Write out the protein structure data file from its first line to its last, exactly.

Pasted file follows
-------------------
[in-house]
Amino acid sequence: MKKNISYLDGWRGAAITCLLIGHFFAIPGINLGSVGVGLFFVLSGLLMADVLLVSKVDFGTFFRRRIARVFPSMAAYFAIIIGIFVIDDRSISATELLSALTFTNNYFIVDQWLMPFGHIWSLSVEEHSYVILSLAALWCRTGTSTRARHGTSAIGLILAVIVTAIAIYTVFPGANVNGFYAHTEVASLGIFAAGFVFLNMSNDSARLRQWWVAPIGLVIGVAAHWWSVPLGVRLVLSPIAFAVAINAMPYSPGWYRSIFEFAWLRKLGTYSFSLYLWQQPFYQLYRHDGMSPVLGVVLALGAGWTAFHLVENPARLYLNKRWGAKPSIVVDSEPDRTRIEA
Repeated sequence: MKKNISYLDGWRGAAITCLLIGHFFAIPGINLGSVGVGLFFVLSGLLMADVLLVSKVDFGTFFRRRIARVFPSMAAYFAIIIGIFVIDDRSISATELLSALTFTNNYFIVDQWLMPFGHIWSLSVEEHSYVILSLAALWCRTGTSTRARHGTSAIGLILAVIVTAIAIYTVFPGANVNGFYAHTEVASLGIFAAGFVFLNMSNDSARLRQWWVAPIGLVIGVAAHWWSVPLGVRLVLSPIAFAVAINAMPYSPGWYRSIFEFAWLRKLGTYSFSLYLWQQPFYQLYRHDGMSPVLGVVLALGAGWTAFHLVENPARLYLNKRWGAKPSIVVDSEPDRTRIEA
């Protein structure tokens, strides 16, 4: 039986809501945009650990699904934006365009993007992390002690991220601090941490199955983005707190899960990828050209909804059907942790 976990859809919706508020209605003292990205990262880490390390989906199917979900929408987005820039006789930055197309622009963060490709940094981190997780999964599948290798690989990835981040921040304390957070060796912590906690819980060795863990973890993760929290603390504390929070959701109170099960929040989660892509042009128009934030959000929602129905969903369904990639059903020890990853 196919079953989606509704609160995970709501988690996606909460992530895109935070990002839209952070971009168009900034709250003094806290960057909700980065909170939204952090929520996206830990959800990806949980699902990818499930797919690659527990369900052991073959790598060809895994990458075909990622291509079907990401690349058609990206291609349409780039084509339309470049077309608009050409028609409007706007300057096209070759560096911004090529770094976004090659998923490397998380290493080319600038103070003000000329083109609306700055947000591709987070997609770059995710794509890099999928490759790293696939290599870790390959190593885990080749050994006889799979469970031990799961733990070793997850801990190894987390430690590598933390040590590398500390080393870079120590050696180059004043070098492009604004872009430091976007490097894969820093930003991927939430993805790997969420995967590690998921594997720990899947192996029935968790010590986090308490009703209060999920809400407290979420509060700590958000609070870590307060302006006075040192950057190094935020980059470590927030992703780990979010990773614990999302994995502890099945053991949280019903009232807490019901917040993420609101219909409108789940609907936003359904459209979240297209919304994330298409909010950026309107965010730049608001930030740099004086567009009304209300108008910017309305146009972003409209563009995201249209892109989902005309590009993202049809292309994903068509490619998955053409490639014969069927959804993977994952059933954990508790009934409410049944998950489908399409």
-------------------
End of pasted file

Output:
[in-house]
Amino acid sequence: MKKNISYLDGWRGAAITCLLIGHFFAIPGINLGSVGVGLFFVLSGLLMADVLLVSKVDFGTFFRRRIARVFPSMAAYFAIIIGIFVIDDRSISATELLSALTFTNNYFIVDQWLMPFGHIWSLSVEEHSYVILSLAALWCRTGTSTRARHGTSAIGLILAVIVTAIAIYTVFPGANVNGFYAHTEVASLGIFAAGFVFLNMSNDSARLRQWWVAPIGLVIGVAAHWWSVPLGVRLVLSPIAFAVAINAMPYSPGWYRSIFEFAWLRKLGTYSFSLYLWQQPFYQLYRHDGMSPVLGVVLALGAGWTAFHLVENPARLYLNKRWGAKPSIVVDSEPDRTRIEA
Repeated sequence: MKKNISYLDGWRGAAITCLLIGHFFAIPGINLGSVGVGLFFVLSGLLMADVLLVSKVDFGTFFRRRIARVFPSMAAYFAIIIGIFVIDDRSISATELLSALTFTNNYFIVDQWLMPFGHIWSLSVEEHSYVILSLAALWCRTGTSTRARHGTSAIGLILAVIVTAIAIYTVFPGANVNGFYAHTEVASLGIFAAGFVFLNMSNDSARLRQWWVAPIGLVIGVAAHWWSVPLGVRLVLSPIAFAVAINAMPYSPGWYRSIFEFAWLRKLGTYSFSLYLWQQPFYQLYRHDGMSPVLGVVLALGAGWTAFHLVENPARLYLNKRWGAKPSIVVDSEPDRTRIEA
């Protein structure tokens, strides 16, 4: 039986809501945009650990699904934006365009993007992390002690991220601090941490199955983005707190899960990828050209909804059907942790 976990859809919706508020209605003292990205990262880490390390989906199917979900929408987005820039006789930055197309622009963060490709940094981190997780999964599948290798690989990835981040921040304390957070060796912590906690819980060795863990973890993760929290603390504390929070959701109170099960929040989660892509042009128009934030959000929602129905969903369904990639059903020890990853 196919079953989606509704609160995970709501988690996606909460992530895109935070990002839209952070971009168009900034709250003094806290960057909700980065909170939204952090929520996206830990959800990806949980699902990818499930797919690659527990369900052991073959790598060809895994990458075909990622291509079907990401690349058609990206291609349409780039084509339309470049077309608009050409028609409007706007300057096209070759560096911004090529770094976004090659998923490397998380290493080319600038103070003000000329083109609306700055947000591709987070997609770059995710794509890099999928490759790293696939290599870790390959190593885990080749050994006889799979469970031990799961733990070793997850801990190894987390430690590598933390040590590398500390080393870079120590050696180059004043070098492009604004872009430091976007490097894969820093930003991927939430993805790997969420995967590690998921594997720990899947192996029935968790010590986090308490009703209060999920809400407290979420509060700590958000609070870590307060302006006075040192950057190094935020980059470590927030992703780990979010990773614990999302994995502890099945053991949280019903009232807490019901917040993420609101219909409108789940609907936003359904459209979240297209919304994330298409909010950026309107965010730049608001930030740099004086567009009304209300108008910017309305146009972003409209563009995201249209892109989902005309590009993202049809292309994903068509490619998955053409490639014969069927959804993977994952059933954990508790009934409410049944998950489908399409």